Did they really change the name of their group to The Four Seasons after seeing the name on a bowling alley sign?

Yes. Like in the Jersey Boys movie, the true story reveals that they came up with the name after auditioning for a cocktail lounge gig in a large suburban bowling alley in Union, New Jersey in early 1961. They were turned down for the job but decided to use the name of the lounge as their new moniker.

The real Bob Crewe (bottom right) was perhaps most influential for his role in co-writing and producing The Four Seasons hit 1967 single "Can't Take My Eyes Off You". Actor Mike Doyle (top) portrays Bob Crewe in the movie.

Were Frankie Valli and Tommy DeVito really friends with mobster Angelo "Gyp" DeCarlo?

Yes. "I got to know these guys because they owned the bars," says Valli. "They didn't call me to say, 'Hey, here's what we're doing next week!'" Frankie says that while playing those bars he made more money in tips than from his pay. The biggest tips came from guys like Gyp DeCarlo, who Frankie says was like a father to him. "He always said, 'Stay out of trouble. Don't join any gangs.'" -Parade Magazine

"I was never part of the mob," says the real Tommy DeVito, despite also admitting, like Valli, that Gyp DeCarlo was a "really, really good friend" (Vegas Seven). "They might have asked me to play a private party or something, but they paid me for it. Mostly they asked me to do benefits. That was the extent of the connection, but naturally they put it in the play [and movie] to show I got into trouble." -Las Vegas Sun

Was Tommy DeVito really an uncleanly roommate who peed in the sink?

No. "Some of it is bullsh*t -- where I pee in the sink, and the dirty underwear. I was probably the cleanest guy there," says the real Tommy DeVito. "I don't even know how they come up with this kinda stuff." -Las Vegas Review-Journal

Did they really get busted in Cleveland for skipping out on a hotel bill?

This Frankie Valli mugshot was taken in 1965 when Valli, Bob Gaudio and Tommy DeVito were arrested for skipping out on a July 1964 hotel bill.
As you can see from Frankie Valli's mugshot, the 1965 arrest for skipping out on a hotel bill the year prior most likely took place. However, most people from Ohio will quickly point out that the arrest couldn't have happened in Cleveland since the Ohio State Fair is held in Columbus.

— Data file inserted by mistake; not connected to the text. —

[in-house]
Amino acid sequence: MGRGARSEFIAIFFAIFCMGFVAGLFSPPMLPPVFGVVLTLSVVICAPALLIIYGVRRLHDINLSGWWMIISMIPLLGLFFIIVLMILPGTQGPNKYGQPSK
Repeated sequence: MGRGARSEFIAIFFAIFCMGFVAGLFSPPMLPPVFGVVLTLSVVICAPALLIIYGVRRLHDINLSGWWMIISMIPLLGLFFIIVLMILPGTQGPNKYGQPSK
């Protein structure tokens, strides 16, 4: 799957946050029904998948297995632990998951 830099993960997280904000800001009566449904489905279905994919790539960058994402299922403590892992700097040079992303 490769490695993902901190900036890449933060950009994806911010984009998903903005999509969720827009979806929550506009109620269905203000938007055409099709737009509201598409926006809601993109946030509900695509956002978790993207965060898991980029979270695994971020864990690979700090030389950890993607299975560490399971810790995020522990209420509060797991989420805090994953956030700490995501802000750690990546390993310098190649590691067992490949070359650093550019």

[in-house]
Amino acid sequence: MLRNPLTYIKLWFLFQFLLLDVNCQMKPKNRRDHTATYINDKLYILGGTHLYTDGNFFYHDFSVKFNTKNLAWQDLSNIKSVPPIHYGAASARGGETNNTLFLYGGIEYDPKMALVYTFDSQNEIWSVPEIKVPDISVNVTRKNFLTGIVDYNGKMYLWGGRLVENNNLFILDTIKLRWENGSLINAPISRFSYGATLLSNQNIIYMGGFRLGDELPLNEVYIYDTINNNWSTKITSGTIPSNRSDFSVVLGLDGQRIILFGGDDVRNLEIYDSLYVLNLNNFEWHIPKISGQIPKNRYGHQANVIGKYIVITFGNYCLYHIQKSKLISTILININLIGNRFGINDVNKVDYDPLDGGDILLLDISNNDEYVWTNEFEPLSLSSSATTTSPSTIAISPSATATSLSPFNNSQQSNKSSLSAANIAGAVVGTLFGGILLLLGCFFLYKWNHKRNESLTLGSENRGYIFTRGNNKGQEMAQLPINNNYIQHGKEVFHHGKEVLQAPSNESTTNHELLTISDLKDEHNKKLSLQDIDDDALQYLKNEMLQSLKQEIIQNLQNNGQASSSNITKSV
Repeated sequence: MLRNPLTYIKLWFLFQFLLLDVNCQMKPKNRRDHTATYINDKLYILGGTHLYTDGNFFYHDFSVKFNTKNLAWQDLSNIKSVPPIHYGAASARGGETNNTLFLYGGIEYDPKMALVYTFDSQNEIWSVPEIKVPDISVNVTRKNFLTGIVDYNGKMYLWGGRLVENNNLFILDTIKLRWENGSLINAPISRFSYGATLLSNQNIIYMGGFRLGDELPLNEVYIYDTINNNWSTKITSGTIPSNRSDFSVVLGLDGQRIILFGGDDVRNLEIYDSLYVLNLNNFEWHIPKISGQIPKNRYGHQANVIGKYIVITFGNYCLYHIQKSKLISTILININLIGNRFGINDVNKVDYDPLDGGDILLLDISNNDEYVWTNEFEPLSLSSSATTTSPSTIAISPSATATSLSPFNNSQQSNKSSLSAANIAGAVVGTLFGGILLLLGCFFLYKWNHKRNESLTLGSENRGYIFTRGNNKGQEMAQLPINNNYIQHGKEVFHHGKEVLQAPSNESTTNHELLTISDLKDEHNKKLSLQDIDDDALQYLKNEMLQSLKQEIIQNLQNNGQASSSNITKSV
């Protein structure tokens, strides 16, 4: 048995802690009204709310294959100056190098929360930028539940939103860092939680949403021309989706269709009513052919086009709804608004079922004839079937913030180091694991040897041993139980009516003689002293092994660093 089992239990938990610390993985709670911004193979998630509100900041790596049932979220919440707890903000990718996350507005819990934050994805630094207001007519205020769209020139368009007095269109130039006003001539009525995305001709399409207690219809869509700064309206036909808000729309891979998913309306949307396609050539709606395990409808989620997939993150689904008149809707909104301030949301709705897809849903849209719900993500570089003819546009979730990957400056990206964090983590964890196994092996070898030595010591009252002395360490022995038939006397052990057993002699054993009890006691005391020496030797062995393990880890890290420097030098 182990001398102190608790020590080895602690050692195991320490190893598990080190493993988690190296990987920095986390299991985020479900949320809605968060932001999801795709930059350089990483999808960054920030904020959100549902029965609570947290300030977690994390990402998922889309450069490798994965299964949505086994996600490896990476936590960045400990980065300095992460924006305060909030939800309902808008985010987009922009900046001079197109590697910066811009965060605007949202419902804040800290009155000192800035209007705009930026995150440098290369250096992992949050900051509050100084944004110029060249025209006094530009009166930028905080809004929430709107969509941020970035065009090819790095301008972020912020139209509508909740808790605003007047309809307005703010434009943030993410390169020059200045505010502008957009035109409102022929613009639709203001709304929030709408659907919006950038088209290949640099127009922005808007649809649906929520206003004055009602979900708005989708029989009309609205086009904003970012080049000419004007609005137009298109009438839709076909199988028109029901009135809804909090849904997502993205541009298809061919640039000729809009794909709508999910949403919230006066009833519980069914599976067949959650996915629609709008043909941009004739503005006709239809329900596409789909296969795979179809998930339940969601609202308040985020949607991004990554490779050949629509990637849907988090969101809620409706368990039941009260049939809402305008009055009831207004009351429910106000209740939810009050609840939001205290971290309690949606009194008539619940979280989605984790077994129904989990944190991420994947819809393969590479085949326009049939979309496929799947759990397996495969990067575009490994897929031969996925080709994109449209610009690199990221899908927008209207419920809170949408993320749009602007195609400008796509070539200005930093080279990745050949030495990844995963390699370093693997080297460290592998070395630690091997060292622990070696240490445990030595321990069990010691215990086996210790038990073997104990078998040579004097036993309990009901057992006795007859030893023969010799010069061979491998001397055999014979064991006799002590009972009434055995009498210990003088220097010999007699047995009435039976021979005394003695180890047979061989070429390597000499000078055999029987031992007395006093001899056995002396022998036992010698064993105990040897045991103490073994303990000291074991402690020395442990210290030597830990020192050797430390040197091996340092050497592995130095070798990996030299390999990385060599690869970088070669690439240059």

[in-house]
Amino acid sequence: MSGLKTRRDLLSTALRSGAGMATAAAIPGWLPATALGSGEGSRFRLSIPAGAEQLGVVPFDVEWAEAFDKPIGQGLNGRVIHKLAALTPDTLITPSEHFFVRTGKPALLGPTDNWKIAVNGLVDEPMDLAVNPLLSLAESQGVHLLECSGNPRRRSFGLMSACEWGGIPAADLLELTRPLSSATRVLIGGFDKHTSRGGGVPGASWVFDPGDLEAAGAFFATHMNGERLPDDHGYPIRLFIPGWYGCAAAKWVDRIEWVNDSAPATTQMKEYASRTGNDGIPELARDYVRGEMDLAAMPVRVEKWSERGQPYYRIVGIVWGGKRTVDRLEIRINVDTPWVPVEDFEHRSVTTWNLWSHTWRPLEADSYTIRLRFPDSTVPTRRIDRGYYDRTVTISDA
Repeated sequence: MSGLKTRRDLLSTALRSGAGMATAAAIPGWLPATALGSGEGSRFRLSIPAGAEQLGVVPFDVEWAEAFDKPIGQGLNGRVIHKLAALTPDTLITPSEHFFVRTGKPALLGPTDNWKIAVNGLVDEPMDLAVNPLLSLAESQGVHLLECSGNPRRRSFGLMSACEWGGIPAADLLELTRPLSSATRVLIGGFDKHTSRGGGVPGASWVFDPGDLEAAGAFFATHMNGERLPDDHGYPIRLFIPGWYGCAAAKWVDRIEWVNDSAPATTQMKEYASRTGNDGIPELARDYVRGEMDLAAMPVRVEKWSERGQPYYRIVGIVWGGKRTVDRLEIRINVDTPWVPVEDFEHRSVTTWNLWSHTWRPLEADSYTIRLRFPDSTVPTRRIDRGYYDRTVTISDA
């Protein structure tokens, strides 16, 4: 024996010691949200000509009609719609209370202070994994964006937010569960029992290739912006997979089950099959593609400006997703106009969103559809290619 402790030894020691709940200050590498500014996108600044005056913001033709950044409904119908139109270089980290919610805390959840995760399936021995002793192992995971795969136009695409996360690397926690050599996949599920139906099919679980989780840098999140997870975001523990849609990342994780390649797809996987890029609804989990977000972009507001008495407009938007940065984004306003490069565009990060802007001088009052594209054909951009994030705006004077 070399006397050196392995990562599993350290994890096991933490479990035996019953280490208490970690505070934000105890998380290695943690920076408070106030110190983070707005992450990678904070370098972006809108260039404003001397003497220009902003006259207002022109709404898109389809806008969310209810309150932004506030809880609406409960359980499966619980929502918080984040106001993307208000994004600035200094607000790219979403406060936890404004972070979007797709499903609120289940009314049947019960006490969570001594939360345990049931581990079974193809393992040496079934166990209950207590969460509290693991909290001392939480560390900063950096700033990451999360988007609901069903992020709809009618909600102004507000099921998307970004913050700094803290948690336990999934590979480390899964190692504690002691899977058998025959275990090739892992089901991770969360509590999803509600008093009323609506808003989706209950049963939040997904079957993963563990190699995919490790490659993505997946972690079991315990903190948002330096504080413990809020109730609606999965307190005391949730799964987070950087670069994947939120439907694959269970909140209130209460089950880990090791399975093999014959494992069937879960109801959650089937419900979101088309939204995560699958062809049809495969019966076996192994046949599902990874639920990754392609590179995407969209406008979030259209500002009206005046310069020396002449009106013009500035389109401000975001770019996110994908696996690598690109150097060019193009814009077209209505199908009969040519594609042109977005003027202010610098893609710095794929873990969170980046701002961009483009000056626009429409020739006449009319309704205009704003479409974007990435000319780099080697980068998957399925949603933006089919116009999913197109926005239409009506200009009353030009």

An Associated Press report that ran in The Plain Dealer describes what actually happened. On Labor Day Monday (not Friday), September 6, 1965, three of The Four Seasons, including Frankie Valli, Bob Gaudio and Tommy DeVito, were arrested at the fair. The police transported them to Springfield. There they were charged with "defrauding [an] innkeeper" by way of leaving town without settling their $375 bill (not $120) at the Springfield Holiday Inn in July 1964. They were released later that evening around 9 p.m., each on a $500 bond. The charges were dropped on September 17, 1965, most likely because they had settled their debt with the hotel.

Did Frankie Valli's daughter really die?

Yes, like in the Jersey Boys movie, the true story confirms that Frankie Valli's daughter Francine died from a drug overdose in 1980, which the family believes was unintentional. What is not included in the movie is the fact that he lost two daughters that year. In addition to Francine, his stepdaughter Celia had died earlier that year. After discovering she was locked out of her New York flat, Celia fell from a fire escape while trying to get in. -Mail Online

Were the actors really the ones singing in the movie?

Yes. "The actors are singing. We did everything live," says director Clint Eastwood. "We had a small group playing offstage and a company that did everything live." -The Tonight Show Starring Jimmy Fallon